HATTIE: Hi. I'm Hattie Bryant. This series is about small business, and today you'll learn about a lemonade stand that has gone global. Every week we introduce you to the founders and operators of small businesses. From Tampa to Seattle and from San Diego to Boston, owners tell us how they do what they do. We call this 30 minutes a Master Class -- no journalists and no academics -- just real business owners who teach you out of their personal experience.
Unidentified Girl: Can I please have a...
This is probably what most of us picture when we think of a lemonade stand. It's the archetype of American entrepreneurship.
CHARLEY ABERG: One cup.
HATTIE: (Voiceover) This is Charley's lemonade stand, and Charley Aberg works hard to quench his customers' thirst on a hot afternoon in Dallas.
Unidentified Boy #1: You gotta give some to Michael.
HATTIE: (Voiceover) In Cranston, Rhode Island, we found a lemonade stand that's been around for 50 years, and business is still growing. This is Rhode Island's pride and joy, ice, lemon juice and sugar, mixed just right and frozen. It is refreshing.
So how many Dels do you think you've consumed?
Unidentified Man #1: Oh, quite a few. Probably about 1,000, 2,000. Since I was little, I've had them.
HATTIE: (Voiceover) Del's is so popular, both the mayor and the lieutenant governor showed up to celebrate Del's 50th anniversary.
Unidentified Man #2: Here is one family that has grown a business to where it's really a very recognizable product, even outside our borders, and in turn, employs a lot of people.
HATTIE: (Voiceover) Fifty years ago, in 1948, Angelo Delucia sold his first Del's frozen lemonade from this spot. Today there are 45 franchises operating in eight states, and you can even buy a Del's in Tokyo.
Angelo, when did you first taste this recipe?
ANGELO DELUCIA (Del's Owner): When I was about 10, 12 years old. My dad used to make this in front of his house, on his street, and then the war broke out and it just stopped. There was no more sugar and no one to buy, so he decided--and it was 10 years, and I came home from the service and they sent me to dental school. I was a dental technician.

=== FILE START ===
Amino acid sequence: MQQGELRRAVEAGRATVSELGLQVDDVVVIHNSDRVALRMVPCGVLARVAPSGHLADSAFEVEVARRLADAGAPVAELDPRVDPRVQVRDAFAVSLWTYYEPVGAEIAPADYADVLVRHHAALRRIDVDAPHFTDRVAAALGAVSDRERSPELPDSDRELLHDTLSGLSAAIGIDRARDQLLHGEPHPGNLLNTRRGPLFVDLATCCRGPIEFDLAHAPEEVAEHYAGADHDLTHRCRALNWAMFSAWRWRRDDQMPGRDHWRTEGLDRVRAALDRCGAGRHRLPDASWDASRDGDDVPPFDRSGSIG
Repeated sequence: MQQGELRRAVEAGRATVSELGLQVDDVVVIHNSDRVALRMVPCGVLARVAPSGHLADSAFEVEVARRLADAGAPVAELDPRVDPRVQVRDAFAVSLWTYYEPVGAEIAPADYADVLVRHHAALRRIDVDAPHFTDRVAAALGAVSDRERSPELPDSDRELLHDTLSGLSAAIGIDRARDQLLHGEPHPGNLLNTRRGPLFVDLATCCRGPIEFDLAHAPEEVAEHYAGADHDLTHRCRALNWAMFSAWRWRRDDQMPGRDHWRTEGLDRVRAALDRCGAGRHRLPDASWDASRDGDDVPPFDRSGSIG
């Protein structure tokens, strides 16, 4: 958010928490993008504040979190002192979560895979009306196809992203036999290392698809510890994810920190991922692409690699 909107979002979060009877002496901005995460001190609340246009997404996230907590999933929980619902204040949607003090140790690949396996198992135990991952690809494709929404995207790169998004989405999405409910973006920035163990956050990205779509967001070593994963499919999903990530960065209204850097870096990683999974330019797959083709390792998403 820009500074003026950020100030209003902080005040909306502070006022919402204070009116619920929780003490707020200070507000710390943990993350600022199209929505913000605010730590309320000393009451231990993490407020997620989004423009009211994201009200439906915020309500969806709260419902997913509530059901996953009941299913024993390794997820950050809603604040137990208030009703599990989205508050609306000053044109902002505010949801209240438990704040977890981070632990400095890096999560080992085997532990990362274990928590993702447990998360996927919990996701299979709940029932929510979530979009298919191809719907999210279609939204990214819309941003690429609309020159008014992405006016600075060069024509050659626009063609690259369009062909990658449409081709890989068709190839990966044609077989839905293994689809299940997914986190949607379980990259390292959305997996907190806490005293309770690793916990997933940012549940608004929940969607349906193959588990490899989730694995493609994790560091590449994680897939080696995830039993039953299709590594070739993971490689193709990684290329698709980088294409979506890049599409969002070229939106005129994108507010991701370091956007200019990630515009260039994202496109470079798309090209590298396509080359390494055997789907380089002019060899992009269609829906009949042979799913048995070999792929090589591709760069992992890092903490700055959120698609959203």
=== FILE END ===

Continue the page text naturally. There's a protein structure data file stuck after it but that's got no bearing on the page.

HATTIE: Your parents sent you to d--did you want to go to dental school?
ANGELO: That was the government. No, I had to be rehabilitated back to civilian life through an injury. So anyways--so then I went from the dental into a bowling business. I had a partner who gambled the money that we made in the dental business, so I, in turn, decided to close it down and go into the bowling business.
HATTIE: Wait a minute. You had a partner in the dental business that lost your money by gambling it away?
ANGELO: Right. So...
HATTIE: So what did you do with this partner? Did you just walk away from it? Did you...
ANGELO: No, I dissolved the company.
ANGELO: And my father and I, we decided to buy this building next door called Oak Hill Bowl-Away. So my father could not stand the pin boys and he left. He left me with an exorbitant mortgage, so I decided, `Well, I'll put up a little 10-by-10 little building next door,' because lemonade was unheard of for 10, 11 years. Years ago, all the Italians of Federal Hill all made a lemonade--ice cream and lemonade. It was one of the most popular thing going.
HATTIE: And these are recipes they brought from home...
HATTIE: ...from Italy?
ANGELO: Right. Right.
HATTIE: And everybody would do it themselves?
ANGELO: Everybody would do it themselves and they would always do it to their satisfaction, their taste and that's how we started with a little White Mountain ice cream freezer, rock salt and ice.